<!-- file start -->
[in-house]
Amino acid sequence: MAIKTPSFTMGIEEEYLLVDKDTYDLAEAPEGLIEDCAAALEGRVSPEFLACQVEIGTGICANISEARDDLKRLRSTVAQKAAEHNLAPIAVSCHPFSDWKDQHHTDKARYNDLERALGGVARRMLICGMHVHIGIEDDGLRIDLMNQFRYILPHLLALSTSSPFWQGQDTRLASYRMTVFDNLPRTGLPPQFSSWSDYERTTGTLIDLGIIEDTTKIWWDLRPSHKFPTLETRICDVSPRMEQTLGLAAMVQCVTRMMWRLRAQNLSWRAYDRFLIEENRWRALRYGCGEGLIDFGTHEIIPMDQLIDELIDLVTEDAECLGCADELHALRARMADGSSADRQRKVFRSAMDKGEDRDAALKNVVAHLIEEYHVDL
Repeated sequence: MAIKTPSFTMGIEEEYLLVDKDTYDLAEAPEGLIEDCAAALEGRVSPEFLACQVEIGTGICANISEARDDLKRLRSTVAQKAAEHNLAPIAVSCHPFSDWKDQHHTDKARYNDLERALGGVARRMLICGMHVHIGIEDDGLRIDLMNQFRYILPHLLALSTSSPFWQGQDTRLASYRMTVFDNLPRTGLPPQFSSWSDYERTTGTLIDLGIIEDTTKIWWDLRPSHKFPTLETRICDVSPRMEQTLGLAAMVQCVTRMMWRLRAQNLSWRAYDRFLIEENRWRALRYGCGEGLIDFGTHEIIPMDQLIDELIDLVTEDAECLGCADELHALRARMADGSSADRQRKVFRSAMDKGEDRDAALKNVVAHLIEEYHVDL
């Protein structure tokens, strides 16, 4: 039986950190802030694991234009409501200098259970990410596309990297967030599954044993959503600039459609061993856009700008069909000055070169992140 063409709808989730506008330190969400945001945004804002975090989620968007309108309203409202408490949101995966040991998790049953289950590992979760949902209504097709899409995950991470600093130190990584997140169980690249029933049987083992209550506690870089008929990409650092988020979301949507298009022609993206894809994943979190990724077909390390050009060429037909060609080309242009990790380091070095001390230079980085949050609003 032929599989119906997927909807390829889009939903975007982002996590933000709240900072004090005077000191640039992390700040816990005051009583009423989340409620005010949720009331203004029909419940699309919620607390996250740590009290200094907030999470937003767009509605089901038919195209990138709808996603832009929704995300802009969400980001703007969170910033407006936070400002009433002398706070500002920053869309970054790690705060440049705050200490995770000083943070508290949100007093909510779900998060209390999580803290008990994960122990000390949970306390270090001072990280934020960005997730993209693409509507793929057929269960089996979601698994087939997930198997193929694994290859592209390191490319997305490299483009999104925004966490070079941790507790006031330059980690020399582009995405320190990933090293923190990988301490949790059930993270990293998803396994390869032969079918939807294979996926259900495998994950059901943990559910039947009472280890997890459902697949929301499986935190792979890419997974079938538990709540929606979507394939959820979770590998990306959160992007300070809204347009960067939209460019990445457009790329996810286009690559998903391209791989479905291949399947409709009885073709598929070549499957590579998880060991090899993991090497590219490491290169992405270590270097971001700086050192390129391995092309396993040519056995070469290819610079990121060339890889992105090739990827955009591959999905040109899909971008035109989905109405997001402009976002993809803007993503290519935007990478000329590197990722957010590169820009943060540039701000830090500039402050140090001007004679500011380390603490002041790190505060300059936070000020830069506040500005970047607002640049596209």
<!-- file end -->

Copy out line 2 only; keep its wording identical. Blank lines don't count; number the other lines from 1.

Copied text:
Amino acid sequence: MAIKTPSFTMGIEEEYLLVDKDTYDLAEAPEGLIEDCAAALEGRVSPEFLACQVEIGTGICANISEARDDLKRLRSTVAQKAAEHNLAPIAVSCHPFSDWKDQHHTDKARYNDLERALGGVARRMLICGMHVHIGIEDDGLRIDLMNQFRYILPHLLALSTSSPFWQGQDTRLASYRMTVFDNLPRTGLPPQFSSWSDYERTTGTLIDLGIIEDTTKIWWDLRPSHKFPTLETRICDVSPRMEQTLGLAAMVQCVTRMMWRLRAQNLSWRAYDRFLIEENRWRALRYGCGEGLIDFGTHEIIPMDQLIDELIDLVTEDAECLGCADELHALRARMADGSSADRQRKVFRSAMDKGEDRDAALKNVVAHLIEEYHVDL